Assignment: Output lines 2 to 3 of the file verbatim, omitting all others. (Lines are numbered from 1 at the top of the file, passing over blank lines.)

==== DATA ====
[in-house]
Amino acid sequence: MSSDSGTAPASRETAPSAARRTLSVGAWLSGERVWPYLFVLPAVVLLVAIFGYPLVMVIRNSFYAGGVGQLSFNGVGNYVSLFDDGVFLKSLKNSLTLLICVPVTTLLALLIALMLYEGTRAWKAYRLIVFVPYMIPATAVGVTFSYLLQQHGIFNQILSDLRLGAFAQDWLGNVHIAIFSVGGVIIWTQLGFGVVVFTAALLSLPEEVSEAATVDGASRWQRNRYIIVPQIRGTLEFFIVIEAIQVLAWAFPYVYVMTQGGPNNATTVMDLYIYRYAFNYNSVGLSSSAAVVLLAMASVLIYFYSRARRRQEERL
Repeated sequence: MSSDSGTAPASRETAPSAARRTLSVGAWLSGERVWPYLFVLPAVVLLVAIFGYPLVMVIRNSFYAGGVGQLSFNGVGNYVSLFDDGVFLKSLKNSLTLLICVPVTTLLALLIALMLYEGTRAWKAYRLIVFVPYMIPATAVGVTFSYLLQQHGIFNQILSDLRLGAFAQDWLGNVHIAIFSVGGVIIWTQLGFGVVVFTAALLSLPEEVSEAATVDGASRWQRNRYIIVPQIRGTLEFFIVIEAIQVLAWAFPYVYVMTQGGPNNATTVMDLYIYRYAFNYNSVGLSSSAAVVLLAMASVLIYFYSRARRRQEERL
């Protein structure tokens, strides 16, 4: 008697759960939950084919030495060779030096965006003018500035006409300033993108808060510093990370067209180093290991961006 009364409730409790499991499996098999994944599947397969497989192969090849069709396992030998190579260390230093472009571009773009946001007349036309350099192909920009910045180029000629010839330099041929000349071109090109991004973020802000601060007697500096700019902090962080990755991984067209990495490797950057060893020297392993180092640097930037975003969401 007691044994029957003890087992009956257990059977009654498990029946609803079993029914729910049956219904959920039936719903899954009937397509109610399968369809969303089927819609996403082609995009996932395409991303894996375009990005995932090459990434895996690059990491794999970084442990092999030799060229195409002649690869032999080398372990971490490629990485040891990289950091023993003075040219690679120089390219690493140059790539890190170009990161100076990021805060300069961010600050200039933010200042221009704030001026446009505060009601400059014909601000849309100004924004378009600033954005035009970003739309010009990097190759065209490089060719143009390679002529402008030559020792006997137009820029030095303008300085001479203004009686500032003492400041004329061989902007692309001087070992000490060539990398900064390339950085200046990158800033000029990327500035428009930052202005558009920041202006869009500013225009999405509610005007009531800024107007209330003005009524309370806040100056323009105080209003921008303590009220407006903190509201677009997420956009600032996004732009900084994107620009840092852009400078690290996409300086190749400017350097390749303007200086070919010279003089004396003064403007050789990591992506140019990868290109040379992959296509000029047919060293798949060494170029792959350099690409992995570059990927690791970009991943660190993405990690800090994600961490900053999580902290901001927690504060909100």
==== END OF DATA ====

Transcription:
Amino acid sequence: MSSDSGTAPASRETAPSAARRTLSVGAWLSGERVWPYLFVLPAVVLLVAIFGYPLVMVIRNSFYAGGVGQLSFNGVGNYVSLFDDGVFLKSLKNSLTLLICVPVTTLLALLIALMLYEGTRAWKAYRLIVFVPYMIPATAVGVTFSYLLQQHGIFNQILSDLRLGAFAQDWLGNVHIAIFSVGGVIIWTQLGFGVVVFTAALLSLPEEVSEAATVDGASRWQRNRYIIVPQIRGTLEFFIVIEAIQVLAWAFPYVYVMTQGGPNNATTVMDLYIYRYAFNYNSVGLSSSAAVVLLAMASVLIYFYSRARRRQEERL
Repeated sequence: MSSDSGTAPASRETAPSAARRTLSVGAWLSGERVWPYLFVLPAVVLLVAIFGYPLVMVIRNSFYAGGVGQLSFNGVGNYVSLFDDGVFLKSLKNSLTLLICVPVTTLLALLIALMLYEGTRAWKAYRLIVFVPYMIPATAVGVTFSYLLQQHGIFNQILSDLRLGAFAQDWLGNVHIAIFSVGGVIIWTQLGFGVVVFTAALLSLPEEVSEAATVDGASRWQRNRYIIVPQIRGTLEFFIVIEAIQVLAWAFPYVYVMTQGGPNNATTVMDLYIYRYAFNYNSVGLSSSAAVVLLAMASVLIYFYSRARRRQEERL